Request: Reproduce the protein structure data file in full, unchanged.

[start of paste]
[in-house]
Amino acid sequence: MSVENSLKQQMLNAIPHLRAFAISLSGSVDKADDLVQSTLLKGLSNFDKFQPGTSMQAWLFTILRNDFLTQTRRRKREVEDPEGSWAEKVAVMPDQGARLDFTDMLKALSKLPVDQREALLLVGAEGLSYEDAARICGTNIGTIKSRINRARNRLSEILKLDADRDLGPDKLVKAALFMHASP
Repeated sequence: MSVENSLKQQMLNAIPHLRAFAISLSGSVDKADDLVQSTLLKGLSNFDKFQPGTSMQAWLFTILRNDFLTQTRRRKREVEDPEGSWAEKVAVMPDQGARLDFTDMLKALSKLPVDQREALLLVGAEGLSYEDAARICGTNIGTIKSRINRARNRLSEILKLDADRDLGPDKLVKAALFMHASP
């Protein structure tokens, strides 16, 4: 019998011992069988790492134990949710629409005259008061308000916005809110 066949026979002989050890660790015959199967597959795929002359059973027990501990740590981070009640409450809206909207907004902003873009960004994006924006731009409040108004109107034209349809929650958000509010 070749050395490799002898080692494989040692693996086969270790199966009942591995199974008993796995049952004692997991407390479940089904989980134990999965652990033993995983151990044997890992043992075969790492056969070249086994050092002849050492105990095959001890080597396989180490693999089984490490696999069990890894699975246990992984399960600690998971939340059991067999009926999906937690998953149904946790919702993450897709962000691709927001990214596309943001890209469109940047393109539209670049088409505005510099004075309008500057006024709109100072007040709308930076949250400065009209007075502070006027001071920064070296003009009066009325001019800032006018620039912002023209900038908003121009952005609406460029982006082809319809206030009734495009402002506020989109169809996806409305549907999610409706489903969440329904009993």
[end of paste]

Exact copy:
[in-house]
Amino acid sequence: MSVENSLKQQMLNAIPHLRAFAISLSGSVDKADDLVQSTLLKGLSNFDKFQPGTSMQAWLFTILRNDFLTQTRRRKREVEDPEGSWAEKVAVMPDQGARLDFTDMLKALSKLPVDQREALLLVGAEGLSYEDAARICGTNIGTIKSRINRARNRLSEILKLDADRDLGPDKLVKAALFMHASP
Repeated sequence: MSVENSLKQQMLNAIPHLRAFAISLSGSVDKADDLVQSTLLKGLSNFDKFQPGTSMQAWLFTILRNDFLTQTRRRKREVEDPEGSWAEKVAVMPDQGARLDFTDMLKALSKLPVDQREALLLVGAEGLSYEDAARICGTNIGTIKSRINRARNRLSEILKLDADRDLGPDKLVKAALFMHASP
């Protein structure tokens, strides 16, 4: 019998011992069988790492134990949710629409005259008061308000916005809110 066949026979002989050890660790015959199967597959795929002359059973027990501990740590981070009640409450809206909207907004902003873009960004994006924006731009409040108004109107034209349809929650958000509010 070749050395490799002898080692494989040692693996086969270790199966009942591995199974008993796995049952004692997991407390479940089904989980134990999965652990033993995983151990044997890992043992075969790492056969070249086994050092002849050492105990095959001890080597396989180490693999089984490490696999069990890894699975246990992984399960600690998971939340059991067999009926999906937690998953149904946790919702993450897709962000691709927001990214596309943001890209469109940047393109539209670049088409505005510099004075309008500057006024709109100072007040709308930076949250400065009209007075502070006027001071920064070296003009009066009325001019800032006018620039912002023209900038908003121009952005609406460029982006082809319809206030009734495009402002506020989109169809996806409305549907999610409706489903969440329904009993």